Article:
"Yeah, it's amazing -- I haven't missed a day of practice," Dixon said. "It's been a long time since I've done that. It was amazing to be out there every day, bringing energy to the group and all that. It was an amazing feeling.
"It's always fun to go out there and be able to compete and feel fully healthy. I mean, I haven't been able to catch a passing touchdown since my high school days."
The Buckeyes would have had a hard time envisioning the drought would last this long for Dixon, who arrived on campus early in 2014 with plenty of fanfare and no shortage of hype about his potential as a playmaker.
But knee injuries and tendinitis not only robbed the redshirt junior of chances to make a splash on game days for the Buckeyes, they largely made it difficult for him to even get through consecutive practices. And after a season in which he was limited to just seven appearances, including one with his only career rushing touchdown in a blowout win over Rutgers, there were legitimate questions about his ability and desire to even give another year a shot.
"Johnnie is an enigma," coach Urban Meyer said. "A very talented guy, nice person. But he got here, had this tendinitis and issues in his knees, and he would go two practices and have to miss two. ... He probably shouldn't have come back, if you had a career like he's had.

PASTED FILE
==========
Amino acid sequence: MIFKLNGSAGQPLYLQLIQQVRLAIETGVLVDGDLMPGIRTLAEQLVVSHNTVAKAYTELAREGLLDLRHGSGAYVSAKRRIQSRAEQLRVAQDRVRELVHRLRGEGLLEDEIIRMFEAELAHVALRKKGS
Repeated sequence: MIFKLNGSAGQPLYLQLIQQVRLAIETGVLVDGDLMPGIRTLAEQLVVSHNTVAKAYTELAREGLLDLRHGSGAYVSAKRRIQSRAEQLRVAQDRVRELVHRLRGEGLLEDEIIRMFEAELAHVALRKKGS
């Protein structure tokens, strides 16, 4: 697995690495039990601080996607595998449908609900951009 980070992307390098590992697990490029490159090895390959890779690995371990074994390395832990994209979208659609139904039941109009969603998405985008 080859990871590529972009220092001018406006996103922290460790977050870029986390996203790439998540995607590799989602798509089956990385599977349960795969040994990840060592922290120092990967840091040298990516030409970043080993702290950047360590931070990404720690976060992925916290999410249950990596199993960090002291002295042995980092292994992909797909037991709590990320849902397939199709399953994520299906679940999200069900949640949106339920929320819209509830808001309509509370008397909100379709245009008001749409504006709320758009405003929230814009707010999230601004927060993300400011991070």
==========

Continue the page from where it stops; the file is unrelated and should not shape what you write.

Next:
"But his teammates, his position coach, Zach Smith, and I talked to him, and he wanted one last swing. And he had the best spring -- he didn't miss a practice. I was so happy to see him have great success today, because we really need him."
Ohio State's receivers underwhelmed collectively last season and then lost their top three players in the offseason. There's perhaps no unit on the roster more in need of emerging talent. And while Dixon only has seven receptions on his résumé, his experience around the program could help set him apart from the new wave of touted recruits coming in looking to boost a sagging passing game.
On top of that, the former ESPN 300 pick also shown that he can handle adversity after working back from his injuries. And he hasn't backed down from the challenge when it would have been easy to just walk away from the game.
"After the year, he had to really see if he could get his body healthy and get it to where it is today," Smith said. "And he did, so we're excited to see a healthy Johnnie Dixon, you know? He's healthy right now, but he's still developing. He's played, but for three years he really has been kind of not practicing.
"At the same time, he's been mentally developed for three years. He understands football, he understands the position, he understands the offense, so he's ahead of where a young kid would be. But physically, the grind of being able to go through 15 practices and push through it and get better -- that's what he’s dealing with and having to push through."
In front of a sold-out crowd at Ohio Stadium on what eventually turned into a sunny afternoon, Dixon did more than just survive one final spring practice.
And while getting healthy was an important step, the 108 yards and two touchdowns hinted that it might almost be time to find a new way to measure his success.
"It's been some of the toughest times I've been through," Dixon said. "I wouldn't say there were doubts, because it was more like me not knowing if I wanted to continue to play or whatever.
"We all sat down and had the meeting, decided to take one more swing at it. I'm glad we did."